A conversation with 47-year-old photographer David LaChapelle

The Huffington Post
David LaChapelle: “I Would Rather Die Than be a Serious Artist, or a Fake Artist”
August 19, 2010

A conversation with 47-year-old photographer David LaChapelle cleaves to the surreal, gratuitous, and subversive-much like a reflection of his work. But underneath the perennial trucker hat, there lies the tenderness and charm of a boy struggling to gain footing. Below, his angles on shock and success.

Jeanine Celeste Pang: You are both a photographer and a director. Which do you prefer, photographs or film?

David LaChapelle: I’m a photographer, period. I love photography, the immediacy of it. I like the craft, the idea of saying “I’m a photographer.” It can be as big as you want it to be; reality is in the eye of the beholder.

JCP: Critiques have described your work as entertainment slapped with shock value. Thoughts?

DLC: I would rather die than be a serious artist, or a fake artist. I give you Naomi Campbell in high heels and makeup, and she’s representing Africa. If you want to hate it, hate it. But, I’ve never tried to take a shocking picture. I just want to grab your attention. We’re all on twitter and cell phones. I want to grab your attention through color and beauty. But we are in an unshockable society.

JCP: You have worked under some iconic photographers, including Andy Warhol. What is the best advice received?

DLC: Do whatever you want, just make everyone look good. For me, it’s easier to like more things than to dislike them; I’m not a critic in that sense. I find it easier to like more, to be more open and enjoy more things, which has given me more opportunities. The best thing I learned from Andy Warhol wasn’t what he said. It was being with him in the last few years of his life and observing. The critics would write horrible things about him. You don’t need to listen to people. You know who your true fans are — you just feel it, you see it in their faces, or they’ll write you letters. There’s a lot of hate, but there’s also a lot of love.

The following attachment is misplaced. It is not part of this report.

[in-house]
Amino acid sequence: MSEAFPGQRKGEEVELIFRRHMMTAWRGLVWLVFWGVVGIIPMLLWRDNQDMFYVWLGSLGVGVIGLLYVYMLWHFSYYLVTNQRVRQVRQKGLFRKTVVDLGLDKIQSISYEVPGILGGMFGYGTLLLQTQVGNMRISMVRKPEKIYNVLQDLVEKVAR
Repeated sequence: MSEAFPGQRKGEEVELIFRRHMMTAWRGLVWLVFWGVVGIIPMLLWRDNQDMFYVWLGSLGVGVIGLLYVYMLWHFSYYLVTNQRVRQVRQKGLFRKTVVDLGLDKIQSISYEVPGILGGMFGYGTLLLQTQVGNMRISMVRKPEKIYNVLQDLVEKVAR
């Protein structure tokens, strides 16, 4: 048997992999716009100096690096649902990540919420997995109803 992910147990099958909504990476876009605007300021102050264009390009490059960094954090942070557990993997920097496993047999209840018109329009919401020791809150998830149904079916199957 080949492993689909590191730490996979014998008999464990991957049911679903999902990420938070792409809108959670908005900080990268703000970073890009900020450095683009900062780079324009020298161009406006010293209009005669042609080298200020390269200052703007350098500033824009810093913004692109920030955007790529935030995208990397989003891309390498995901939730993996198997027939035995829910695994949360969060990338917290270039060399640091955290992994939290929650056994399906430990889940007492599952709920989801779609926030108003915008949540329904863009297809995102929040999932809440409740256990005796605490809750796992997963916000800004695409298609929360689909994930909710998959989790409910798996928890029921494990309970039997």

JCP: Define success.

DLC: Success to me is being a good person, treating people well. But, I’m a work in progress. I have my devils and demons. I’ve had the issue where you cheat the ones you love. I would lose my temper and things like that. It kills me, I always suffer from that, because you can never take that back. It’s easy to be kind, but it’s also easy to be cruel. Hopefully I’ve grown up a little bit. But, I’m not going to pretend to be someone I’m not. There are times when I’m going to fucking party, and I’m going to be true to myself.

JCP: Do you have a mantra?

DLC: Don’t judge people. Everyone had a judgment about Michael Jackson, but I think Michael was a messenger and he was here to teach us. He was a really good friend of mine. When he was charged with pedophilia, he still lived his life with such dignity. Even when he was under the most horrible of times, he never lost it, he never freaked out. He just lived it out with dignity, and kindness, and talent.

JCP: Name five people you would want to be stranded on an island with.

DLC: I would want Michael Jackson because I love him. Walt Whitman because he’s my favorite writer and poet, and he can read us poetry. We would also have spiritual guidance from him. Also, Amy Sedaris because she could make us laugh and she could cook. The fourth would be Abraham Lincoln; he could build a log cabin if we needed it and he could sort of govern everyone. I would like Abraham Lincoln to choose the last person, so I’ll give him plus one. With the exception of Mary Todd Lincoln.

JCP: If you could come back as anything else, what would you be?

DLC: A soul singer, someone who sings from the heart. Like Bette Midler, like Lady Gaga, like Mary J Blige. Or Alice Ridley. Yes, I want to come back as Alice Ridley, and I’d want my daughter to be Precious. I guess I’d want to come back as a black woman singer.

JCP: And your legacy in this lifetime?

DLC: That I tried my best.

LaChapelle’s solo exhibition “American Jesus” is currently on view through September 18, 2010 at Paul Kasmin Gallery, NYC.

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